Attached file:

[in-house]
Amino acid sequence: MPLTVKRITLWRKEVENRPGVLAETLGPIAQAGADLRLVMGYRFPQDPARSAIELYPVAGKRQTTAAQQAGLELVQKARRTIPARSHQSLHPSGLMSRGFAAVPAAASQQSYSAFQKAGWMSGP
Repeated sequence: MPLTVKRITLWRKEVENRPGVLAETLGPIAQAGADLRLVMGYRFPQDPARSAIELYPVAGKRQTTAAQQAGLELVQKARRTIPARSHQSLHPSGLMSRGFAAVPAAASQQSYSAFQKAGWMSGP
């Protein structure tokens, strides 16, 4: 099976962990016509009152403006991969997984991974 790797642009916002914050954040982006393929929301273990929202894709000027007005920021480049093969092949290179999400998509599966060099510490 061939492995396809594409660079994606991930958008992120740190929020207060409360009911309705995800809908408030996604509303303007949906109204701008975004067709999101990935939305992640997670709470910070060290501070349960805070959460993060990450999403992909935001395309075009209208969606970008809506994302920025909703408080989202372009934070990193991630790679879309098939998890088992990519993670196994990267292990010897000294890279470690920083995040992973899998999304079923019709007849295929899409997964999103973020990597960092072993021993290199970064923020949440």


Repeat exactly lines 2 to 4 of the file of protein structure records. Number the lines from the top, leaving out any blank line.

Amino acid sequence: MPLTVKRITLWRKEVENRPGVLAETLGPIAQAGADLRLVMGYRFPQDPARSAIELYPVAGKRQTTAAQQAGLELVQKARRTIPARSHQSLHPSGLMSRGFAAVPAAASQQSYSAFQKAGWMSGP
Repeated sequence: MPLTVKRITLWRKEVENRPGVLAETLGPIAQAGADLRLVMGYRFPQDPARSAIELYPVAGKRQTTAAQQAGLELVQKARRTIPARSHQSLHPSGLMSRGFAAVPAAASQQSYSAFQKAGWMSGP
């Protein structure tokens, strides 16, 4: 099976962990016509009152403006991969997984991974 790797642009916002914050954040982006393929929301273990929202894709000027007005920021480049093969092949290179999400998509599966060099510490 061939492995396809594409660079994606991930958008992120740190929020207060409360009911309705995800809908408030996604509303303007949906109204701008975004067709999101990935939305992640997670709470910070060290501070349960805070959460993060990450999403992909935001395309075009209208969606970008809506994302920025909703408080989202372009934070990193991630790679879309098939998890088992990519993670196994990267292990010897000294890279470690920083995040992973899998999304079923019709007849295929899409997964999103973020990597960092072993021993290199970064923020949440």